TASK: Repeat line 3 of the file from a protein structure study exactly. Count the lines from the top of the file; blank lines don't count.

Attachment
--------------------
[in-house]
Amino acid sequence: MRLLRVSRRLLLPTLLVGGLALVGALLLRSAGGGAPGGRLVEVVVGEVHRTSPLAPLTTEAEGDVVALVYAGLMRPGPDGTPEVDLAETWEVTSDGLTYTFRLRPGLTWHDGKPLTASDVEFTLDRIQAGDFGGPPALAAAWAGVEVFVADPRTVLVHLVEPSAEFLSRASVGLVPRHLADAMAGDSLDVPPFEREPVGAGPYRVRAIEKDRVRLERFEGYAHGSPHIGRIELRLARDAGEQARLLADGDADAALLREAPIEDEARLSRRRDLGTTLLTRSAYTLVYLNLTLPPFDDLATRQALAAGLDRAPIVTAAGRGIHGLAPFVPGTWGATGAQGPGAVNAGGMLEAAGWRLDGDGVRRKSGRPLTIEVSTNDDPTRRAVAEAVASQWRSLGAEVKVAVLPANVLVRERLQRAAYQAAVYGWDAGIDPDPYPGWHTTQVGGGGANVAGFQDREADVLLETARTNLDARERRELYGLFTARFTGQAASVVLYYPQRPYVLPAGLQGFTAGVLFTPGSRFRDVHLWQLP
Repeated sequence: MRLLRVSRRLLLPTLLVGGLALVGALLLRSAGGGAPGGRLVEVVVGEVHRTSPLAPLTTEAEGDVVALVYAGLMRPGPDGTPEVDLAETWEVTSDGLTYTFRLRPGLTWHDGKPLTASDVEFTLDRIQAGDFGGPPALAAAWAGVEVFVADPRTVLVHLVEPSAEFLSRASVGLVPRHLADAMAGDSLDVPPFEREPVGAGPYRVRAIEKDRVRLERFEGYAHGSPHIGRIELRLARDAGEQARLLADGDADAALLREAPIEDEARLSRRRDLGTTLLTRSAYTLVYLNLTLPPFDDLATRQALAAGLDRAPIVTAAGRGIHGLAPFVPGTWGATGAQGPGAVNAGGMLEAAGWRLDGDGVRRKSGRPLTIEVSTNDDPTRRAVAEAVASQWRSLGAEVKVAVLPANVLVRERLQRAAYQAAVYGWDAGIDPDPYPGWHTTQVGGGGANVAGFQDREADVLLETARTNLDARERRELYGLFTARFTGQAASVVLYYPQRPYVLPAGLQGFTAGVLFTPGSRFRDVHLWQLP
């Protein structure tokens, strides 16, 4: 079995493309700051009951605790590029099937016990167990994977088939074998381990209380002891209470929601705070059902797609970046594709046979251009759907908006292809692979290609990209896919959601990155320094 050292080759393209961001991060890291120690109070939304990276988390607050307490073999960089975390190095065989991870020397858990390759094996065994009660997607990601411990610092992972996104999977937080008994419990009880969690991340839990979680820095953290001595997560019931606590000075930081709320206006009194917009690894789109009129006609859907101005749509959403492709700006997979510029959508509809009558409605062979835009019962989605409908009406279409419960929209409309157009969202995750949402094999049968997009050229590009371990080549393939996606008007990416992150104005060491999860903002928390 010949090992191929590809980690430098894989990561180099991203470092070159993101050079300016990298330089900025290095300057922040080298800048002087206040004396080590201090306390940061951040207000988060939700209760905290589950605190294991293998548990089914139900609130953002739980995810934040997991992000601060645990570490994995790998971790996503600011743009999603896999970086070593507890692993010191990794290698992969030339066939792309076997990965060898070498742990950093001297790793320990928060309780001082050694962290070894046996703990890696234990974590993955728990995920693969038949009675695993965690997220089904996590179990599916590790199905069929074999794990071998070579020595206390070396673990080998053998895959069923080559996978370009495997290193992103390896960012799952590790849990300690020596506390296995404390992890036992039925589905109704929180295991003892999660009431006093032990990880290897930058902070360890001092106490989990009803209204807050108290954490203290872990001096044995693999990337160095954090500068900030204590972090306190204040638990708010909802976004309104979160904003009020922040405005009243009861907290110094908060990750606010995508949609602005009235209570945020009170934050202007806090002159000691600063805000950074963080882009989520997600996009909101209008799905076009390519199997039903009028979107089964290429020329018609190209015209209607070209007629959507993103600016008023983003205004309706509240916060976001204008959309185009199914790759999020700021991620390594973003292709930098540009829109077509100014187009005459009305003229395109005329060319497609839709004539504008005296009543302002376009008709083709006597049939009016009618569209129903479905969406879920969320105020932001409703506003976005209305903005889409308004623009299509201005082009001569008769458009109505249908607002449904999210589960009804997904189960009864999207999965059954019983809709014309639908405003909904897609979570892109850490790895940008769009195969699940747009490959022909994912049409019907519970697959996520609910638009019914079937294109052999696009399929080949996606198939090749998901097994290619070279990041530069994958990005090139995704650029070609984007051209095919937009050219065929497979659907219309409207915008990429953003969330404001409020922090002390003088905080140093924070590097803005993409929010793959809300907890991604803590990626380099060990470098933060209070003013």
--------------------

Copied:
Repeated sequence: MRLLRVSRRLLLPTLLVGGLALVGALLLRSAGGGAPGGRLVEVVVGEVHRTSPLAPLTTEAEGDVVALVYAGLMRPGPDGTPEVDLAETWEVTSDGLTYTFRLRPGLTWHDGKPLTASDVEFTLDRIQAGDFGGPPALAAAWAGVEVFVADPRTVLVHLVEPSAEFLSRASVGLVPRHLADAMAGDSLDVPPFEREPVGAGPYRVRAIEKDRVRLERFEGYAHGSPHIGRIELRLARDAGEQARLLADGDADAALLREAPIEDEARLSRRRDLGTTLLTRSAYTLVYLNLTLPPFDDLATRQALAAGLDRAPIVTAAGRGIHGLAPFVPGTWGATGAQGPGAVNAGGMLEAAGWRLDGDGVRRKSGRPLTIEVSTNDDPTRRAVAEAVASQWRSLGAEVKVAVLPANVLVRERLQRAAYQAAVYGWDAGIDPDPYPGWHTTQVGGGGANVAGFQDREADVLLETARTNLDARERRELYGLFTARFTGQAASVVLYYPQRPYVLPAGLQGFTAGVLFTPGSRFRDVHLWQLP